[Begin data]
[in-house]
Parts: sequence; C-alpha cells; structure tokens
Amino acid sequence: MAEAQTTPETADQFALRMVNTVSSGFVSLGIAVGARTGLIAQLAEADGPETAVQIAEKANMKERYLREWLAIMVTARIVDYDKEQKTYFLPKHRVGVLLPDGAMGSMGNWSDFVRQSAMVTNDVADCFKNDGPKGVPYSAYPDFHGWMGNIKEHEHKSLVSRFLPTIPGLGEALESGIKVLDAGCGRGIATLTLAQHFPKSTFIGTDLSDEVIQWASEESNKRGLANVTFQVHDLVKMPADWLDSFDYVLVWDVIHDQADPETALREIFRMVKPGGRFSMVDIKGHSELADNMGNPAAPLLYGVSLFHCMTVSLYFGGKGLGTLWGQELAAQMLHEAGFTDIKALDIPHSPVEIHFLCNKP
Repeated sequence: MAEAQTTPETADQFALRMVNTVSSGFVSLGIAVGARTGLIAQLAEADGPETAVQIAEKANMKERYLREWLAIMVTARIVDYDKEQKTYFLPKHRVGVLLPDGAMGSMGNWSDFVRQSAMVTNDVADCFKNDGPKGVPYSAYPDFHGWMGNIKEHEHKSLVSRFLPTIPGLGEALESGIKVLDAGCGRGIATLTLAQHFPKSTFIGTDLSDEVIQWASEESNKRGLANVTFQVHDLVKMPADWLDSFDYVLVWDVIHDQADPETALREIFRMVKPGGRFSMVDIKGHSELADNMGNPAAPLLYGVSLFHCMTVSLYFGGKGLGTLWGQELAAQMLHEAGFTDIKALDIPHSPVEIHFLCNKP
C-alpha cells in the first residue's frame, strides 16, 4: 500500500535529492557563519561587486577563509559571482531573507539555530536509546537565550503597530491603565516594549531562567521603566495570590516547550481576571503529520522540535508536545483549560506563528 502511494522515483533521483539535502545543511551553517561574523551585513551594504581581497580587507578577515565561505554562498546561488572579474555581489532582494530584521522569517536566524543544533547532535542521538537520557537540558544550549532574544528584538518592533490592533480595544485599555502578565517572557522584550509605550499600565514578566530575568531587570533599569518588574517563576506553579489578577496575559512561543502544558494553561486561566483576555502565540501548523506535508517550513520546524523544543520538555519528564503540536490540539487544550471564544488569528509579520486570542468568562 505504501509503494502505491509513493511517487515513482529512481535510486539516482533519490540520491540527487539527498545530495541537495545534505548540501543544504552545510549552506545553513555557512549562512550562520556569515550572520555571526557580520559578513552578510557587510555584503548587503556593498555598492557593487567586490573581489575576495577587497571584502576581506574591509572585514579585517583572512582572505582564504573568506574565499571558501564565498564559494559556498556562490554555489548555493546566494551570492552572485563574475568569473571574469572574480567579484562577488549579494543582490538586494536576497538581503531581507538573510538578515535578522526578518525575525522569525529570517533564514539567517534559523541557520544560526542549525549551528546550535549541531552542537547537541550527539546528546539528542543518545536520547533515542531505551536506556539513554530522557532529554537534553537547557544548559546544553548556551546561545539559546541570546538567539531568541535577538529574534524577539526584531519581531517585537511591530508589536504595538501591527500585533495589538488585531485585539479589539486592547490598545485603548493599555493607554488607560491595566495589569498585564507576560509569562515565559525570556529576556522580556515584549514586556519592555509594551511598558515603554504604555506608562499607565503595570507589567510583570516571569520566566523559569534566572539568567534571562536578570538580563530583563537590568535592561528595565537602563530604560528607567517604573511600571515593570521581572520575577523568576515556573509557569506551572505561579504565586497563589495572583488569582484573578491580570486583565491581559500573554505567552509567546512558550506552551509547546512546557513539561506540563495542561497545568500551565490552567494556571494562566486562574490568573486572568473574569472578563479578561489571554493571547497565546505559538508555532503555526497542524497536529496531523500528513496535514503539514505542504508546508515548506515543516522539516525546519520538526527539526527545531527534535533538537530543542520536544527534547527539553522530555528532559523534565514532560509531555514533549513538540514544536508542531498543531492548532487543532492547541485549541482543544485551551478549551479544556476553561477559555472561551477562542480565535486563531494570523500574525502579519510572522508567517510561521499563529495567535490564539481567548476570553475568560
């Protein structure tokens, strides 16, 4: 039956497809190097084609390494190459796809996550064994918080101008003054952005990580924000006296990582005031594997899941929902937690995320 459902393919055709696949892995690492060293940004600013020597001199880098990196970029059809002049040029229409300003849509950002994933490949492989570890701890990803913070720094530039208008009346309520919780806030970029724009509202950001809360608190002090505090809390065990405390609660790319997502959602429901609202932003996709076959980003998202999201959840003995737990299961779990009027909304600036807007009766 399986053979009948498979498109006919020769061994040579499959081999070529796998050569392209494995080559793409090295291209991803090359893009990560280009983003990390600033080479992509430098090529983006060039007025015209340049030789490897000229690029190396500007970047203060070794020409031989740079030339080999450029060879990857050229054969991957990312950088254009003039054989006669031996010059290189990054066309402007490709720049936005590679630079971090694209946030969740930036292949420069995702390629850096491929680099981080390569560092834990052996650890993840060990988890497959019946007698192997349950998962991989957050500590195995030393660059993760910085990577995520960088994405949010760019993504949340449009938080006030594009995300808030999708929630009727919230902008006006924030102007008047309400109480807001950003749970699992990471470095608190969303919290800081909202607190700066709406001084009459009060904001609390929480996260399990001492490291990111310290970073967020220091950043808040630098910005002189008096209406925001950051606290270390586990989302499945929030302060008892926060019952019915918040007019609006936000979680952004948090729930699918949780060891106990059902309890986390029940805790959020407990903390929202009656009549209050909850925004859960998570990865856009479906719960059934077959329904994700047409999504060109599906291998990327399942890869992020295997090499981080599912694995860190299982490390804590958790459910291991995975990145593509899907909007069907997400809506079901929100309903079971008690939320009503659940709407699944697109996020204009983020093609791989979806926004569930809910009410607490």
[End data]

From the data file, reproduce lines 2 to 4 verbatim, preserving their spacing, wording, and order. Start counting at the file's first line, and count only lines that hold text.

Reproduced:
Parts: sequence; C-alpha cells; structure tokens
Amino acid sequence: MAEAQTTPETADQFALRMVNTVSSGFVSLGIAVGARTGLIAQLAEADGPETAVQIAEKANMKERYLREWLAIMVTARIVDYDKEQKTYFLPKHRVGVLLPDGAMGSMGNWSDFVRQSAMVTNDVADCFKNDGPKGVPYSAYPDFHGWMGNIKEHEHKSLVSRFLPTIPGLGEALESGIKVLDAGCGRGIATLTLAQHFPKSTFIGTDLSDEVIQWASEESNKRGLANVTFQVHDLVKMPADWLDSFDYVLVWDVIHDQADPETALREIFRMVKPGGRFSMVDIKGHSELADNMGNPAAPLLYGVSLFHCMTVSLYFGGKGLGTLWGQELAAQMLHEAGFTDIKALDIPHSPVEIHFLCNKP
Repeated sequence: MAEAQTTPETADQFALRMVNTVSSGFVSLGIAVGARTGLIAQLAEADGPETAVQIAEKANMKERYLREWLAIMVTARIVDYDKEQKTYFLPKHRVGVLLPDGAMGSMGNWSDFVRQSAMVTNDVADCFKNDGPKGVPYSAYPDFHGWMGNIKEHEHKSLVSRFLPTIPGLGEALESGIKVLDAGCGRGIATLTLAQHFPKSTFIGTDLSDEVIQWASEESNKRGLANVTFQVHDLVKMPADWLDSFDYVLVWDVIHDQADPETALREIFRMVKPGGRFSMVDIKGHSELADNMGNPAAPLLYGVSLFHCMTVSLYFGGKGLGTLWGQELAAQMLHEAGFTDIKALDIPHSPVEIHFLCNKP